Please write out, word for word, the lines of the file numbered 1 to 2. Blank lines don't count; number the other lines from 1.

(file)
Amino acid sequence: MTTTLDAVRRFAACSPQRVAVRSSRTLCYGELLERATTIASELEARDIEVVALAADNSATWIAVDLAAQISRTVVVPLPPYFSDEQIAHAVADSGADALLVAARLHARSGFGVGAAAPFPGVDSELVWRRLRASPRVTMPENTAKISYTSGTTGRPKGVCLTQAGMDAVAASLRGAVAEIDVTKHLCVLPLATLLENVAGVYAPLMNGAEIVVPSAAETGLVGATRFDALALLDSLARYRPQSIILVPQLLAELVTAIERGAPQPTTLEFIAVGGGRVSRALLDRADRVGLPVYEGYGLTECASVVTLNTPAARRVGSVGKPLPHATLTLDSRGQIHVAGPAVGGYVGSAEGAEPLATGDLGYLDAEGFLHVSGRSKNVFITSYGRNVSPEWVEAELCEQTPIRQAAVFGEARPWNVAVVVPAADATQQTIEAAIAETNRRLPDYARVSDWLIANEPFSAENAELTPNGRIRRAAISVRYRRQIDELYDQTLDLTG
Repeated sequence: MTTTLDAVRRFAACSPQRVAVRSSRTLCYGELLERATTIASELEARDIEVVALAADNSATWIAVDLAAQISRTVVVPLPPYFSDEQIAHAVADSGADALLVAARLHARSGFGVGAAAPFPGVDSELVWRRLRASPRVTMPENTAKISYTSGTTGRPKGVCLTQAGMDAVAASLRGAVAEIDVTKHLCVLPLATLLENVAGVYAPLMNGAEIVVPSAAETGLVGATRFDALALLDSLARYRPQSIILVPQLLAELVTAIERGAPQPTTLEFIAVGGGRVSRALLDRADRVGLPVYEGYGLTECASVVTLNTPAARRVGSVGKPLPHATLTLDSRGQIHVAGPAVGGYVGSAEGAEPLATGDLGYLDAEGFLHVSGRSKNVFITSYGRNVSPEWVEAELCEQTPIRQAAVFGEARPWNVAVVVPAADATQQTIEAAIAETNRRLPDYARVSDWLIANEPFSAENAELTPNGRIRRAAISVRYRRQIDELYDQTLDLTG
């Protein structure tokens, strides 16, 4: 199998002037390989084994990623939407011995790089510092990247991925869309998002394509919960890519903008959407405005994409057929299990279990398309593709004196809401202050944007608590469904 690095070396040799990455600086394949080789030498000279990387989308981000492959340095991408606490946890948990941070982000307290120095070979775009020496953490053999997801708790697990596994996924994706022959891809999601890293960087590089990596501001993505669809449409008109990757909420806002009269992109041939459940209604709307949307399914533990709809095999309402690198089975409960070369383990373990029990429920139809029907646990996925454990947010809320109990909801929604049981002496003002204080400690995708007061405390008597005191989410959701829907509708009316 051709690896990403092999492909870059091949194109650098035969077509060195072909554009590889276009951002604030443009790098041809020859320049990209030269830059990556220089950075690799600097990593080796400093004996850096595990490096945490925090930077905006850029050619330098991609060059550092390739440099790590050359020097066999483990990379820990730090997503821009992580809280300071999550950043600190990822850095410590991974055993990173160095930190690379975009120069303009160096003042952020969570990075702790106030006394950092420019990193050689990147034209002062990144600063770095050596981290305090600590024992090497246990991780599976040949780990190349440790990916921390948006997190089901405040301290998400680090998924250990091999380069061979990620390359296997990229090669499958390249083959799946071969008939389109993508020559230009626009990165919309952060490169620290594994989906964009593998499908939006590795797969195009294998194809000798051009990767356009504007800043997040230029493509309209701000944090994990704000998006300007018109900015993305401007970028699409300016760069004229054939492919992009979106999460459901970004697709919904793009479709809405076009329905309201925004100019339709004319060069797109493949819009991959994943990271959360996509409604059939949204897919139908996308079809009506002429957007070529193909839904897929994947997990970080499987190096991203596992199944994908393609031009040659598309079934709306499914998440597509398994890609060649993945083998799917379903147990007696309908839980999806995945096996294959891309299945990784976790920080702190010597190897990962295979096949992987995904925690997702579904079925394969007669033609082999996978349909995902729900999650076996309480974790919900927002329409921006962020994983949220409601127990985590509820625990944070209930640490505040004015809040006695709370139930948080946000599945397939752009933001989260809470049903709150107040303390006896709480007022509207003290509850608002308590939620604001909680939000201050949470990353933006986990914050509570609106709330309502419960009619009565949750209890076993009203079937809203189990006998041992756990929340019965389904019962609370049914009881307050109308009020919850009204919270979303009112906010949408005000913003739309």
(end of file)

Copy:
Amino acid sequence: MTTTLDAVRRFAACSPQRVAVRSSRTLCYGELLERATTIASELEARDIEVVALAADNSATWIAVDLAAQISRTVVVPLPPYFSDEQIAHAVADSGADALLVAARLHARSGFGVGAAAPFPGVDSELVWRRLRASPRVTMPENTAKISYTSGTTGRPKGVCLTQAGMDAVAASLRGAVAEIDVTKHLCVLPLATLLENVAGVYAPLMNGAEIVVPSAAETGLVGATRFDALALLDSLARYRPQSIILVPQLLAELVTAIERGAPQPTTLEFIAVGGGRVSRALLDRADRVGLPVYEGYGLTECASVVTLNTPAARRVGSVGKPLPHATLTLDSRGQIHVAGPAVGGYVGSAEGAEPLATGDLGYLDAEGFLHVSGRSKNVFITSYGRNVSPEWVEAELCEQTPIRQAAVFGEARPWNVAVVVPAADATQQTIEAAIAETNRRLPDYARVSDWLIANEPFSAENAELTPNGRIRRAAISVRYRRQIDELYDQTLDLTG
Repeated sequence: MTTTLDAVRRFAACSPQRVAVRSSRTLCYGELLERATTIASELEARDIEVVALAADNSATWIAVDLAAQISRTVVVPLPPYFSDEQIAHAVADSGADALLVAARLHARSGFGVGAAAPFPGVDSELVWRRLRASPRVTMPENTAKISYTSGTTGRPKGVCLTQAGMDAVAASLRGAVAEIDVTKHLCVLPLATLLENVAGVYAPLMNGAEIVVPSAAETGLVGATRFDALALLDSLARYRPQSIILVPQLLAELVTAIERGAPQPTTLEFIAVGGGRVSRALLDRADRVGLPVYEGYGLTECASVVTLNTPAARRVGSVGKPLPHATLTLDSRGQIHVAGPAVGGYVGSAEGAEPLATGDLGYLDAEGFLHVSGRSKNVFITSYGRNVSPEWVEAELCEQTPIRQAAVFGEARPWNVAVVVPAADATQQTIEAAIAETNRRLPDYARVSDWLIANEPFSAENAELTPNGRIRRAAISVRYRRQIDELYDQTLDLTG